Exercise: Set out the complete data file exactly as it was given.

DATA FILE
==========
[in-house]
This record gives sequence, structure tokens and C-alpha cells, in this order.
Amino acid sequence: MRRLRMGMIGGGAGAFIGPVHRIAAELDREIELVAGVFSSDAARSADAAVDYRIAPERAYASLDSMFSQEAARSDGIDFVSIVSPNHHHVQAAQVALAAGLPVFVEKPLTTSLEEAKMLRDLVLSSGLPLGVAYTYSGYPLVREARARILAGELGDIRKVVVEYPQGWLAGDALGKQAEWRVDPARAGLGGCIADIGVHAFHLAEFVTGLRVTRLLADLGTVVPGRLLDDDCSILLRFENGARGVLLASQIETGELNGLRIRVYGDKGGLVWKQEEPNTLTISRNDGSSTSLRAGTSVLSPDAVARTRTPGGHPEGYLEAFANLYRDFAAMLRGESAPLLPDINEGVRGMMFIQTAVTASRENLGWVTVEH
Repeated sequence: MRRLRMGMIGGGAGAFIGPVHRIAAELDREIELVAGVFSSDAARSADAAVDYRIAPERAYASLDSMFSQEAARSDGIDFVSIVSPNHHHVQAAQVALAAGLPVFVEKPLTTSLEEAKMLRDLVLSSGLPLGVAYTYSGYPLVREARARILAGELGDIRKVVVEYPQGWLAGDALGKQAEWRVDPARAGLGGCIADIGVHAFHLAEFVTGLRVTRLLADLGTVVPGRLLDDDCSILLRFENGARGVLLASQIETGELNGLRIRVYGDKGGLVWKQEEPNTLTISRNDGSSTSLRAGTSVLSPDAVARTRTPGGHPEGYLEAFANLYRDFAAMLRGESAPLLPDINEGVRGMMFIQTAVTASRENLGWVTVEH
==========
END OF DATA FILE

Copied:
[in-house]
This record gives sequence, structure tokens and C-alpha cells, in this order.
Amino acid sequence: MRRLRMGMIGGGAGAFIGPVHRIAAELDREIELVAGVFSSDAARSADAAVDYRIAPERAYASLDSMFSQEAARSDGIDFVSIVSPNHHHVQAAQVALAAGLPVFVEKPLTTSLEEAKMLRDLVLSSGLPLGVAYTYSGYPLVREARARILAGELGDIRKVVVEYPQGWLAGDALGKQAEWRVDPARAGLGGCIADIGVHAFHLAEFVTGLRVTRLLADLGTVVPGRLLDDDCSILLRFENGARGVLLASQIETGELNGLRIRVYGDKGGLVWKQEEPNTLTISRNDGSSTSLRAGTSVLSPDAVARTRTPGGHPEGYLEAFANLYRDFAAMLRGESAPLLPDINEGVRGMMFIQTAVTASRENLGWVTVEH
Repeated sequence: MRRLRMGMIGGGAGAFIGPVHRIAAELDREIELVAGVFSSDAARSADAAVDYRIAPERAYASLDSMFSQEAARSDGIDFVSIVSPNHHHVQAAQVALAAGLPVFVEKPLTTSLEEAKMLRDLVLSSGLPLGVAYTYSGYPLVREARARILAGELGDIRKVVVEYPQGWLAGDALGKQAEWRVDPARAGLGGCIADIGVHAFHLAEFVTGLRVTRLLADLGTVVPGRLLDDDCSILLRFENGARGVLLASQIETGELNGLRIRVYGDKGGLVWKQEEPNTLTISRNDGSSTSLRAGTSVLSPDAVARTRTPGGHPEGYLEAFANLYRDFAAMLRGESAPLLPDINEGVRGMMFIQTAVTASRENLGWVTVEH